How can you tell your students’ textbook was written by someone who hasn’t taught in a long time, if ever? Because the first lesson of the textbook is long division! Ugh! Welcome back, kids!
Our first chapter (we use the Go Math series) is about Whole Number and Decimals. It’s basically a review of the 6th grade Common Core standards that overlap with 5th grade topics, with just a few new things added in.
But rather than torture the students and depress everybody with long division right off the bat, I decided to skip to the second lesson, which is prime factorization.
Prime Factorization is very easy to teach, and it’s a good way to determine which of your students know their basic mutliplication and division facts.
I only teach it with the traditional factor tree method. I know that other methods exist, and our textbook even suggest the “upside down division” method, sometimes called the “ladder method”. But I really like the visual impact that the factor trees have. Clearly the composite numbers are being “split” or “broken down” into their prime factors. It’s representative of division, which is the whole point!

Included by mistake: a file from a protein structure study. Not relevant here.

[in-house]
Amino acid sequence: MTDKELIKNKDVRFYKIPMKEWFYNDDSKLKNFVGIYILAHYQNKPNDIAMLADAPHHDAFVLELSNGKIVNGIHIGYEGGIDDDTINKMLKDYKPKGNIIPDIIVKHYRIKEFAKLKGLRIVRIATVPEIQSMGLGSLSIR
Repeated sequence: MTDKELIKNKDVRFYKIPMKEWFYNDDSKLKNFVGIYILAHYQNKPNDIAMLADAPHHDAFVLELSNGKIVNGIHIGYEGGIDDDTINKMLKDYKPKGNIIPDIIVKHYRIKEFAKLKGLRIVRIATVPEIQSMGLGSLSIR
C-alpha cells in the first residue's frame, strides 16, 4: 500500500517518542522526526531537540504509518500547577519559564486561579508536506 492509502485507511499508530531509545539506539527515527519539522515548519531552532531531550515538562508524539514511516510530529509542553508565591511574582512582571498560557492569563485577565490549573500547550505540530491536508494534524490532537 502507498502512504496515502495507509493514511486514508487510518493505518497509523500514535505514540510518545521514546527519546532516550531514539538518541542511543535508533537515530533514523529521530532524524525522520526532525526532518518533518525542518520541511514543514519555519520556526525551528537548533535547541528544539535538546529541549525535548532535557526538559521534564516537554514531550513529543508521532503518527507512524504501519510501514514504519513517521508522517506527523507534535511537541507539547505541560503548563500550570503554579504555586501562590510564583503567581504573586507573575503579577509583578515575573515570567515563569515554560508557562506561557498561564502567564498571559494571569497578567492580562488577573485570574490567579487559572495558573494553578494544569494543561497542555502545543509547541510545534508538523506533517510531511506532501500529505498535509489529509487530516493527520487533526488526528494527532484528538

I wind up spending two days on this topic, not because it’s difficult, but because all the procedural aspects of Math class take a long time to explain. We set up our binders, review our calculator policy, distribute textbooks, and we try to get to know each other.
Along with saving them from long division in lesson #1, I assign a Prime Factorization – Math Monsters Color-by-Number activity, on Day 2.
It features a wide variety of questions about prime & composite numbers and the steps of prime factorization, and it also questions students about common errors.
Plus, it has another benefit: Students have fun coloring, and they loosen up a bit, realizing that maybe, just maybe, this Math teacher isn’t so bad. Maybe, we’ll actually have fun in Math this year!